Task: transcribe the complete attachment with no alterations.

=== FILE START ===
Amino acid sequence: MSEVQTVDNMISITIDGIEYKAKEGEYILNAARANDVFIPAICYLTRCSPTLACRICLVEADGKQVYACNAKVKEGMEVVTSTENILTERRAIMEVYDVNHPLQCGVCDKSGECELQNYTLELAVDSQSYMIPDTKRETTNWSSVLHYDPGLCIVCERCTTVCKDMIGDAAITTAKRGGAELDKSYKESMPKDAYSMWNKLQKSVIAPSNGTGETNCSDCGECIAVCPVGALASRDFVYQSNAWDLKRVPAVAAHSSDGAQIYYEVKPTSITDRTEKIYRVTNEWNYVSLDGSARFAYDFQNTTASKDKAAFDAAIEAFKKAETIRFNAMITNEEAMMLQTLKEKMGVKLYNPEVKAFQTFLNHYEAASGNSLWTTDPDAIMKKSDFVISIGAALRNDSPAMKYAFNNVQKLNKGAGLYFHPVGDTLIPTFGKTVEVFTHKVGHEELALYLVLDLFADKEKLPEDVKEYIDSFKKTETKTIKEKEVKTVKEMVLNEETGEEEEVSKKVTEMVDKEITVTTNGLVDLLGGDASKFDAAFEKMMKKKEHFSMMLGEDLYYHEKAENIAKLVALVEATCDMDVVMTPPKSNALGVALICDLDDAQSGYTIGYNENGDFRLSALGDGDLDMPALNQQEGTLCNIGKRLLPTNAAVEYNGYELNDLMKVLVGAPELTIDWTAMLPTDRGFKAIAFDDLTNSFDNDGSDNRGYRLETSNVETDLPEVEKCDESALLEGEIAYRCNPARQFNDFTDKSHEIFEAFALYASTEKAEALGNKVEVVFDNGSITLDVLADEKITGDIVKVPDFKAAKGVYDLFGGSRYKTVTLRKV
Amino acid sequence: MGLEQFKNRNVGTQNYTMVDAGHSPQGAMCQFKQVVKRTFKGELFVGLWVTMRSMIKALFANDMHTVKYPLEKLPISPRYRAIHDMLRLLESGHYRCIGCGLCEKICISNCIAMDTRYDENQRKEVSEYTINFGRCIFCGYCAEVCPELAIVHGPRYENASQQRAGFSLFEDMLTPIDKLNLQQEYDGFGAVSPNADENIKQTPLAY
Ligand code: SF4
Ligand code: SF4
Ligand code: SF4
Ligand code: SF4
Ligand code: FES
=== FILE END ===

Amino acid sequence: MSEVQTVDNMISITIDGIEYKAKEGEYILNAARANDVFIPAICYLTRCSPTLACRICLVEADGKQVYACNAKVKEGMEVVTSTENILTERRAIMEVYDVNHPLQCGVCDKSGECELQNYTLELAVDSQSYMIPDTKRETTNWSSVLHYDPGLCIVCERCTTVCKDMIGDAAITTAKRGGAELDKSYKESMPKDAYSMWNKLQKSVIAPSNGTGETNCSDCGECIAVCPVGALASRDFVYQSNAWDLKRVPAVAAHSSDGAQIYYEVKPTSITDRTEKIYRVTNEWNYVSLDGSARFAYDFQNTTASKDKAAFDAAIEAFKKAETIRFNAMITNEEAMMLQTLKEKMGVKLYNPEVKAFQTFLNHYEAASGNSLWTTDPDAIMKKSDFVISIGAALRNDSPAMKYAFNNVQKLNKGAGLYFHPVGDTLIPTFGKTVEVFTHKVGHEELALYLVLDLFADKEKLPEDVKEYIDSFKKTETKTIKEKEVKTVKEMVLNEETGEEEEVSKKVTEMVDKEITVTTNGLVDLLGGDASKFDAAFEKMMKKKEHFSMMLGEDLYYHEKAENIAKLVALVEATCDMDVVMTPPKSNALGVALICDLDDAQSGYTIGYNENGDFRLSALGDGDLDMPALNQQEGTLCNIGKRLLPTNAAVEYNGYELNDLMKVLVGAPELTIDWTAMLPTDRGFKAIAFDDLTNSFDNDGSDNRGYRLETSNVETDLPEVEKCDESALLEGEIAYRCNPARQFNDFTDKSHEIFEAFALYASTEKAEALGNKVEVVFDNGSITLDVLADEKITGDIVKVPDFKAAKGVYDLFGGSRYKTVTLRKV
Amino acid sequence: MGLEQFKNRNVGTQNYTMVDAGHSPQGAMCQFKQVVKRTFKGELFVGLWVTMRSMIKALFANDMHTVKYPLEKLPISPRYRAIHDMLRLLESGHYRCIGCGLCEKICISNCIAMDTRYDENQRKEVSEYTINFGRCIFCGYCAEVCPELAIVHGPRYENASQQRAGFSLFEDMLTPIDKLNLQQEYDGFGAVSPNADENIKQTPLAY
Ligand code: SF4
Ligand code: SF4
Ligand code: SF4
Ligand code: SF4
Ligand code: FES